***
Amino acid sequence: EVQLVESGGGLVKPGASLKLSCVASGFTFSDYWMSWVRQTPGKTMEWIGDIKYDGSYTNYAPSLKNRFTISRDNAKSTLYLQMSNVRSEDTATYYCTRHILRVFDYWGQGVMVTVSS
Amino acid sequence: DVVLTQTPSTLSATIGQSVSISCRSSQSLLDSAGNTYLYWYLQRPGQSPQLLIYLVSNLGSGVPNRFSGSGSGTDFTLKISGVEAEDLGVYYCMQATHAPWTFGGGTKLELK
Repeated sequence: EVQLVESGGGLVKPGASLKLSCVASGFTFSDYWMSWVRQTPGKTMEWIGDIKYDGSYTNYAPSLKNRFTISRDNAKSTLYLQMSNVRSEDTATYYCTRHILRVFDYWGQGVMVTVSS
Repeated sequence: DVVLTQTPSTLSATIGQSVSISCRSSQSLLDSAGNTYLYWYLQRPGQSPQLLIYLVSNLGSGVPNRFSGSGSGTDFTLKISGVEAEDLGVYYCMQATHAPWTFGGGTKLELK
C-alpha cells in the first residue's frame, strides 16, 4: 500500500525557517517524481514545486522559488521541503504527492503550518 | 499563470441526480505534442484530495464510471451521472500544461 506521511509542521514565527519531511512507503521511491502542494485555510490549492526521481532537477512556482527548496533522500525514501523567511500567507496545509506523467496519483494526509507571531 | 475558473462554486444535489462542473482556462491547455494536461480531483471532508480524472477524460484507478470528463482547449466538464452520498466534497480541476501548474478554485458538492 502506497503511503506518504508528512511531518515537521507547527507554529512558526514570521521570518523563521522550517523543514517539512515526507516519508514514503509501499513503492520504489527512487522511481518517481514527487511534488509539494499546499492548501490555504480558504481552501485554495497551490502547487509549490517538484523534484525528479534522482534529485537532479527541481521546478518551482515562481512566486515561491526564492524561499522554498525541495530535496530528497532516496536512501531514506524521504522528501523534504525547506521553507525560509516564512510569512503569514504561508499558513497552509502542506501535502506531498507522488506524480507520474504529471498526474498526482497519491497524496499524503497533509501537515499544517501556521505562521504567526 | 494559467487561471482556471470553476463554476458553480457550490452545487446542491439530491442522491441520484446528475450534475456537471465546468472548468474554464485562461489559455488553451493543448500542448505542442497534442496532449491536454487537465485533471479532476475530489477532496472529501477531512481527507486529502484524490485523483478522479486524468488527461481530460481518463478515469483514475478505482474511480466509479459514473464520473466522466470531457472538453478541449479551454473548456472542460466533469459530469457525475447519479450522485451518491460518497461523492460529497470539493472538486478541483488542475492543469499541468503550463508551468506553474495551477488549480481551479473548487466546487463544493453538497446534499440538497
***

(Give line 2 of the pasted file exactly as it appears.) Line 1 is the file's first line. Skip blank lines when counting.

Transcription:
Amino acid sequence: DVVLTQTPSTLSATIGQSVSISCRSSQSLLDSAGNTYLYWYLQRPGQSPQLLIYLVSNLGSGVPNRFSGSGSGTDFTLKISGVEAEDLGVYYCMQATHAPWTFGGGTKLELK